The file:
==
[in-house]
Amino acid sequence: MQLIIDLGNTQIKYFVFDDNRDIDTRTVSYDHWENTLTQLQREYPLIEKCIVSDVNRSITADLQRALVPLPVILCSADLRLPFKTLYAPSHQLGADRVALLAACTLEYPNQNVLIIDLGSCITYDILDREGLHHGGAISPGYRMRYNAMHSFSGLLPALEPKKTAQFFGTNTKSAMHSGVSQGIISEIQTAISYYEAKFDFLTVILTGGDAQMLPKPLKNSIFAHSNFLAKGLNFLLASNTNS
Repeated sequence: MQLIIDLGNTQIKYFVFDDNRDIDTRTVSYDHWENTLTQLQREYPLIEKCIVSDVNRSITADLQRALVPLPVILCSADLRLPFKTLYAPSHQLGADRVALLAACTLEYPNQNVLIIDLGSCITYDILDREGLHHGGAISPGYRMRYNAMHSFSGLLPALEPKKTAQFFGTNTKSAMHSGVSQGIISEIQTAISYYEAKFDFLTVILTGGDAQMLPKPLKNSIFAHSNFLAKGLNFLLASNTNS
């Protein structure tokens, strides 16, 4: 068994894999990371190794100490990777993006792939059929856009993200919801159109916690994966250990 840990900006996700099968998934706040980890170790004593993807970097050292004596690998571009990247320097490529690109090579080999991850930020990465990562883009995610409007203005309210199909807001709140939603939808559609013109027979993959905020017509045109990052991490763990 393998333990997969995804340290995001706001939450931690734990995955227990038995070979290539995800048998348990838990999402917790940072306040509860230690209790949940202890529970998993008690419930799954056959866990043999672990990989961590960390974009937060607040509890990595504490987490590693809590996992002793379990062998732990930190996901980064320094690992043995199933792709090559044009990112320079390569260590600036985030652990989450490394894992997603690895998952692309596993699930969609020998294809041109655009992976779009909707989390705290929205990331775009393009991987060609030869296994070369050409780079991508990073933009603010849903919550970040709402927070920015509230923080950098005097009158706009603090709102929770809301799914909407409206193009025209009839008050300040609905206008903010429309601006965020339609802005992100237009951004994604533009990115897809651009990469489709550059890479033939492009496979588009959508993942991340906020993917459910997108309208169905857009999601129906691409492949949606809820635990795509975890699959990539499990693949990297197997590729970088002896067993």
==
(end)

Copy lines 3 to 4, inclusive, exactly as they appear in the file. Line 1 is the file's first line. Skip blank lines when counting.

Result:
Repeated sequence: MQLIIDLGNTQIKYFVFDDNRDIDTRTVSYDHWENTLTQLQREYPLIEKCIVSDVNRSITADLQRALVPLPVILCSADLRLPFKTLYAPSHQLGADRVALLAACTLEYPNQNVLIIDLGSCITYDILDREGLHHGGAISPGYRMRYNAMHSFSGLLPALEPKKTAQFFGTNTKSAMHSGVSQGIISEIQTAISYYEAKFDFLTVILTGGDAQMLPKPLKNSIFAHSNFLAKGLNFLLASNTNS
């Protein structure tokens, strides 16, 4: 068994894999990371190794100490990777993006792939059929856009993200919801159109916690994966250990 840990900006996700099968998934706040980890170790004593993807970097050292004596690998571009990247320097490529690109090579080999991850930020990465990562883009995610409007203005309210199909807001709140939603939808559609013109027979993959905020017509045109990052991490763990 393998333990997969995804340290995001706001939450931690734990995955227990038995070979290539995800048998348990838990999402917790940072306040509860230690209790949940202890529970998993008690419930799954056959866990043999672990990989961590960390974009937060607040509890990595504490987490590693809590996992002793379990062998732990930190996901980064320094690992043995199933792709090559044009990112320079390569260590600036985030652990989450490394894992997603690895998952692309596993699930969609020998294809041109655009992976779009909707989390705290929205990331775009393009991987060609030869296994070369050409780079991508990073933009603010849903919550970040709402927070920015509230923080950098005097009158706009603090709102929770809301799914909407409206193009025209009839008050300040609905206008903010429309601006965020339609802005992100237009951004994604533009990115897809651009990469489709550059890479033939492009496979588009959508993942991340906020993917459910997108309208169905857009999601129906691409492949949606809820635990795509975890699959990539499990693949990297197997590729970088002896067993």